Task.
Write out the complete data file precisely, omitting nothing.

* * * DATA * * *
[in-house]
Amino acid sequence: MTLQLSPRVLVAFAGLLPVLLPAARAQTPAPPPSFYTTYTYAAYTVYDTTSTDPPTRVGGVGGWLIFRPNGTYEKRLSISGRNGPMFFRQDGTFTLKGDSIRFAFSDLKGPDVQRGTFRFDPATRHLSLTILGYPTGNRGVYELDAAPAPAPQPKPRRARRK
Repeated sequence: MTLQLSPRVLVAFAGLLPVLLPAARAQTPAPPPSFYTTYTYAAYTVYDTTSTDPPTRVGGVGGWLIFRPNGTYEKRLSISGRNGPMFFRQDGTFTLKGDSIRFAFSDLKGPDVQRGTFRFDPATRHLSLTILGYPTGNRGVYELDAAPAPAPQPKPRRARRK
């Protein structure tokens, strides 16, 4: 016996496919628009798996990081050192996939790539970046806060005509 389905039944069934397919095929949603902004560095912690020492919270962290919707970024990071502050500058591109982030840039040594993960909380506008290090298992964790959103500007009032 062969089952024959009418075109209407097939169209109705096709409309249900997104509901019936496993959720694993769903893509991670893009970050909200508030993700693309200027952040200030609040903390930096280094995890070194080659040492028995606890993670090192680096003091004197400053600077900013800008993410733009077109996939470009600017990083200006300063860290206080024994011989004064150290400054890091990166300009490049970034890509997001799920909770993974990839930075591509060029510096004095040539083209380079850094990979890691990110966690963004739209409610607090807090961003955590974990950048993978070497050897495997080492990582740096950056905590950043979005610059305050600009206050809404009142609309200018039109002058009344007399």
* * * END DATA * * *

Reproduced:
[in-house]
Amino acid sequence: MTLQLSPRVLVAFAGLLPVLLPAARAQTPAPPPSFYTTYTYAAYTVYDTTSTDPPTRVGGVGGWLIFRPNGTYEKRLSISGRNGPMFFRQDGTFTLKGDSIRFAFSDLKGPDVQRGTFRFDPATRHLSLTILGYPTGNRGVYELDAAPAPAPQPKPRRARRK
Repeated sequence: MTLQLSPRVLVAFAGLLPVLLPAARAQTPAPPPSFYTTYTYAAYTVYDTTSTDPPTRVGGVGGWLIFRPNGTYEKRLSISGRNGPMFFRQDGTFTLKGDSIRFAFSDLKGPDVQRGTFRFDPATRHLSLTILGYPTGNRGVYELDAAPAPAPQPKPRRARRK
């Protein structure tokens, strides 16, 4: 016996496919628009798996990081050192996939790539970046806060005509 389905039944069934397919095929949603902004560095912690020492919270962290919707970024990071502050500058591109982030840039040594993960909380506008290090298992964790959103500007009032 062969089952024959009418075109209407097939169209109705096709409309249900997104509901019936496993959720694993769903893509991670893009970050909200508030993700693309200027952040200030609040903390930096280094995890070194080659040492028995606890993670090192680096003091004197400053600077900013800008993410733009077109996939470009600017990083200006300063860290206080024994011989004064150290400054890091990166300009490049970034890509997001799920909770993974990839930075591509060029510096004095040539083209380079850094990979890691990110966690963004739209409610607090807090961003955590974990950048993978070497050897495997080492990582740096950056905590950043979005610059305050600009206050809404009142609309200018039109002058009344007399």